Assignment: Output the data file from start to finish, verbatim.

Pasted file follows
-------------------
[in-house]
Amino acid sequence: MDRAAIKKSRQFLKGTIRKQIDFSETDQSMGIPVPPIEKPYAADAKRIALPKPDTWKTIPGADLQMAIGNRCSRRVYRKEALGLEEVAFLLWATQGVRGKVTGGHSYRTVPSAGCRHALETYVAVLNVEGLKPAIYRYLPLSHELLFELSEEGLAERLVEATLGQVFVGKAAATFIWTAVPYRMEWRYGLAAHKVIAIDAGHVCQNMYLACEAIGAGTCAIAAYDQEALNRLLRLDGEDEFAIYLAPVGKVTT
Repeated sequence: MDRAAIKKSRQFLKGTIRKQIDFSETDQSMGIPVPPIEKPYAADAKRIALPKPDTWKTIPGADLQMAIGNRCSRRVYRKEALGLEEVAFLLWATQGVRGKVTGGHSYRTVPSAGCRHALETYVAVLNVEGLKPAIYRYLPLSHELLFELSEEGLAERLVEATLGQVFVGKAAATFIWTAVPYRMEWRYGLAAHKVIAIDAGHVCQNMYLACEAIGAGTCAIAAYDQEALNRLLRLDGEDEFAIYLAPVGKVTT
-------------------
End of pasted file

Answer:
[in-house]
Amino acid sequence: MDRAAIKKSRQFLKGTIRKQIDFSETDQSMGIPVPPIEKPYAADAKRIALPKPDTWKTIPGADLQMAIGNRCSRRVYRKEALGLEEVAFLLWATQGVRGKVTGGHSYRTVPSAGCRHALETYVAVLNVEGLKPAIYRYLPLSHELLFELSEEGLAERLVEATLGQVFVGKAAATFIWTAVPYRMEWRYGLAAHKVIAIDAGHVCQNMYLACEAIGAGTCAIAAYDQEALNRLLRLDGEDEFAIYLAPVGKVTT
Repeated sequence: MDRAAIKKSRQFLKGTIRKQIDFSETDQSMGIPVPPIEKPYAADAKRIALPKPDTWKTIPGADLQMAIGNRCSRRVYRKEALGLEEVAFLLWATQGVRGKVTGGHSYRTVPSAGCRHALETYVAVLNVEGLKPAIYRYLPLSHELLFELSEEGLAERLVEATLGQVFVGKAAATFIWTAVPYRMEWRYGLAAHKVIAIDAGHVCQNMYLACEAIGAGTCAIAAYDQEALNRLLRLDGEDEFAIYLAPVGKVTT